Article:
The Athletico blog is an educational resource written by Athletico employees. Athletico bloggers are licensed professionals who abide by the code of ethics outlined by their respective professional associations. The content published in blog posts represents the opinion of the individual author based on their expertise and experience. The content provided in this blog is for informational purposes only, does not constitute medical advice and should not be relied on for making personal health decisions.

Citations
1. Shamay-Tsoory SG;Aharon-Peretz J;Perry. “Two Systems for Empathy: A Double Dissociation between Emotional and Cognitive Empathy in Inferior Frontal Gyrus versus Ventromedial Prefrontal Lesions.” Brain : a Journal of Neurology, U.S. National Library of Medicine, https://pubmed.ncbi.nlm.nih.gov/18971202/.
2. “What Is Sleep Debt? the Number That Predicts How You’ll Feel.” App and Tracker For Better Sleep and Daily Energy, https://www.risescience.com/blog/what-is-sleep-debt.
3. Guadagni, Veronica, et al. “The Effects of Sleep Deprivation on Emotional Empathy.” Wiley Online Library, John Wiley & Sons, Ltd, 13 Aug. 2014, https://onlinelibrary.wiley.com/doi/full/10.1111/jsr.12192.
4. Dam, Nick van, and Els van der Helm. “The Organizational Cost of Insufficient Sleep.” McKinsey & Company, McKinsey & Company, 11 Mar. 2021, https://www.mckinsey.com/business-functions/people-and-organizational-performance/our-insights/the-organizational-cost-of-insufficient-sleep.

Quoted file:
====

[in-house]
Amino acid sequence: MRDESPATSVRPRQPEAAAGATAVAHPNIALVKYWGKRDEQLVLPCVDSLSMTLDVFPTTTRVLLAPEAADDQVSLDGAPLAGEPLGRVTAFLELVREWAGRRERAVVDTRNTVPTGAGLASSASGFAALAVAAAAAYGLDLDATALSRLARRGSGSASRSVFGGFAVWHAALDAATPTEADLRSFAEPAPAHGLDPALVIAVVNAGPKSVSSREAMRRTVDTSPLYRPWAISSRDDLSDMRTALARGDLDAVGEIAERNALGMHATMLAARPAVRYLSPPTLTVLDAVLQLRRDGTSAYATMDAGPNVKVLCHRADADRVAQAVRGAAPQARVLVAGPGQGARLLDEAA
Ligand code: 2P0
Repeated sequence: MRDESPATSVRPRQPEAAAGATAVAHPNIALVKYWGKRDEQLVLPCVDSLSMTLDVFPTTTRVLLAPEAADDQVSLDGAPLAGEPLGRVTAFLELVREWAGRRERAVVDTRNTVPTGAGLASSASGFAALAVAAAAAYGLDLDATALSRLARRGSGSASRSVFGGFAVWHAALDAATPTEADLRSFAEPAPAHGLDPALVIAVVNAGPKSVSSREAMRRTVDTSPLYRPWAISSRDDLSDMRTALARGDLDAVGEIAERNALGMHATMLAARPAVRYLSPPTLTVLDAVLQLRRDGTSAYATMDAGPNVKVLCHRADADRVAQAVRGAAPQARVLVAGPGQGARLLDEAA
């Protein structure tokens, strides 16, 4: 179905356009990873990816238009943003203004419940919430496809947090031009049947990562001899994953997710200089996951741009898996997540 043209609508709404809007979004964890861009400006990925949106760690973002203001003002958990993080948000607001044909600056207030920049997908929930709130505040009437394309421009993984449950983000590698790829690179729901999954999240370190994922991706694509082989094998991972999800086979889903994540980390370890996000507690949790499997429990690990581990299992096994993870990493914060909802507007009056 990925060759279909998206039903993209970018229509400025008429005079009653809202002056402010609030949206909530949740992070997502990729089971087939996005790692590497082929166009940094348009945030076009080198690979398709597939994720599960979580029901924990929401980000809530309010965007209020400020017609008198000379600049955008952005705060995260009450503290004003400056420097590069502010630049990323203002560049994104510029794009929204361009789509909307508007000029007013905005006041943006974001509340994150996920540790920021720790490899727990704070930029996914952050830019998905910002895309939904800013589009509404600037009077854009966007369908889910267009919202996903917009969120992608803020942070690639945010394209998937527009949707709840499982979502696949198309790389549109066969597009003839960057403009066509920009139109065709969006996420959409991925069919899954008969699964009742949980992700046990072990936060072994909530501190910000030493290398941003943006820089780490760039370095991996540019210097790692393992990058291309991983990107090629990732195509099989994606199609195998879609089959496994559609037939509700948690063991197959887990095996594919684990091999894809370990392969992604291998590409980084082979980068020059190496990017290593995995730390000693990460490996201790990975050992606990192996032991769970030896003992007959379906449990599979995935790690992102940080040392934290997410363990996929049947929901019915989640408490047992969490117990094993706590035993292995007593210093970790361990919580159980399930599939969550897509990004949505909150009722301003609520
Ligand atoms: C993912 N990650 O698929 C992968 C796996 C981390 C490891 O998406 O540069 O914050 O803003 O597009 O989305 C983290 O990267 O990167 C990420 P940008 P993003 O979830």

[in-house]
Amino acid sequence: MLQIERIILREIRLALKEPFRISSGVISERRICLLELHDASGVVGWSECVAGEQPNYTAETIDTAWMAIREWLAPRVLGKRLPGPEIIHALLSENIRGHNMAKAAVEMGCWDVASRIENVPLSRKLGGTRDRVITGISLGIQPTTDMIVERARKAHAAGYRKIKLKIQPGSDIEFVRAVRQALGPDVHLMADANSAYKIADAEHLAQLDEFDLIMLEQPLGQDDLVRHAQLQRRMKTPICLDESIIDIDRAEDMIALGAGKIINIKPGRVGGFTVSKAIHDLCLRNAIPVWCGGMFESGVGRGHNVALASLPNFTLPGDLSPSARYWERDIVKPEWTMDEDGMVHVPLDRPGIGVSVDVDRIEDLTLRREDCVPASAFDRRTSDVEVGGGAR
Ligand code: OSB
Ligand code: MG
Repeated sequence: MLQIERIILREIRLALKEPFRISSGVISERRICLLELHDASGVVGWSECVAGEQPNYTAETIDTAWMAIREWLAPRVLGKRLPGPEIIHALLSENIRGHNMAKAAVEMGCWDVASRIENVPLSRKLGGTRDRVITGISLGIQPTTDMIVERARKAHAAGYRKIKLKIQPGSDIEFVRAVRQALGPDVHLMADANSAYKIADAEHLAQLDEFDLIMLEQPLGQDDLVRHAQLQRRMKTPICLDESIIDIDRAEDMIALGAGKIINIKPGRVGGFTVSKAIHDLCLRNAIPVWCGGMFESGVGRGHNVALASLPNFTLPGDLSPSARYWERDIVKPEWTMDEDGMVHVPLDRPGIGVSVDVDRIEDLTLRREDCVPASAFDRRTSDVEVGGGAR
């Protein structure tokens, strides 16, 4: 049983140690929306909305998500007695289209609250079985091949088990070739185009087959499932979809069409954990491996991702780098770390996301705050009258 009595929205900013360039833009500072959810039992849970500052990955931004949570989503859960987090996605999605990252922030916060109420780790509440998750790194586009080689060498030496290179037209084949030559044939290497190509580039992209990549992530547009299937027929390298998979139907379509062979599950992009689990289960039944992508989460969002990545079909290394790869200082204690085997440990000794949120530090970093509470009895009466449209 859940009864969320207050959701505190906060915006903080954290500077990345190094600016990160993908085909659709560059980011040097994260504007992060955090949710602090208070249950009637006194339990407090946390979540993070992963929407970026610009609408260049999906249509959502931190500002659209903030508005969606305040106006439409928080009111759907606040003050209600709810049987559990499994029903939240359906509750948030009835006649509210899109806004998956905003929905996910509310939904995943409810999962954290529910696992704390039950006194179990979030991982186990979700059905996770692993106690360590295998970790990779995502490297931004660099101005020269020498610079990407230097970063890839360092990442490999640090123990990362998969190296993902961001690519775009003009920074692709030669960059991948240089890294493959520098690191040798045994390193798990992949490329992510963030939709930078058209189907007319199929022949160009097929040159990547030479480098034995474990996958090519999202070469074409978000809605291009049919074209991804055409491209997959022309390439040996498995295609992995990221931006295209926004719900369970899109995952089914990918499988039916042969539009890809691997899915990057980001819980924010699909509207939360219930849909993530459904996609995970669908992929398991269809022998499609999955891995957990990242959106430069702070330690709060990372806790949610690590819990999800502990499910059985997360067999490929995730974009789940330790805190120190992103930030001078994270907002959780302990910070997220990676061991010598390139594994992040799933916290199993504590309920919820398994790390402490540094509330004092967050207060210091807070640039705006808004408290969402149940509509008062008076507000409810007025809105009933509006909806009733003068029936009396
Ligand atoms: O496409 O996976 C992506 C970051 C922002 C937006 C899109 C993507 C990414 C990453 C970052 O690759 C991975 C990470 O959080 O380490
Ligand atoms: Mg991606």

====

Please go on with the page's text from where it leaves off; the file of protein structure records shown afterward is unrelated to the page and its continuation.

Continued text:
5. Van der Helm E;Gujar N;Walker MP; “Sleep Deprivation Impairs the Accurate Recognition of Human Emotions.” Sleep, U.S. National Library of Medicine, https://pubmed.ncbi.nlm.nih.gov/20337191/.
6. Amie M. Gordon, Serena Chen. “The Role of Sleep in Interpersonal Conflict: Do Sleepless Nights Mean Worse Fights?” SAGE Journals, https://journals.sagepub.com/doi/full/10.1177/1948550613488952.
7. Anderson, Clare, and David L. Dickinson. “Bargaining and Trust: The Effects of 36‐h Total Sleep Deprivation on Socially Interactive Decisions.” Wiley Online Library, John Wiley & Sons, Ltd, 14 Oct. 2009, https://onlinelibrary.wiley.com/doi/full/10.1111/j.1365-2869.2009.00767.x.
8. “Perceived Insufficient Rest or Sleep among Adults — United States, 2008.” Centers for Disease Control and Prevention, Centers for Disease Control and Prevention, https://www.cdc.gov/mmwr/preview/mmwrhtml/mm5842a2.htm.
9. Simon, Clea. “Sleep Problems Becoming Risk Factor as Pandemic Continues.” Harvard Gazette, Harvard Gazette, 24 Apr. 2020, https://news.harvard.edu/gazette/story/2020/04/sleep-problems-becoming-risk-factor-as-pandemic-continues/.
10. McGlinchey, Eleanor L., et al. “Effect of Sleep Deprivation on Vocal Expression of Emotion in Adolescents and Adults.” OUP Academic, Oxford University Press, 1 Sept. 2011, https://academic.oup.com/sleep/article/34/9/1233/2454697.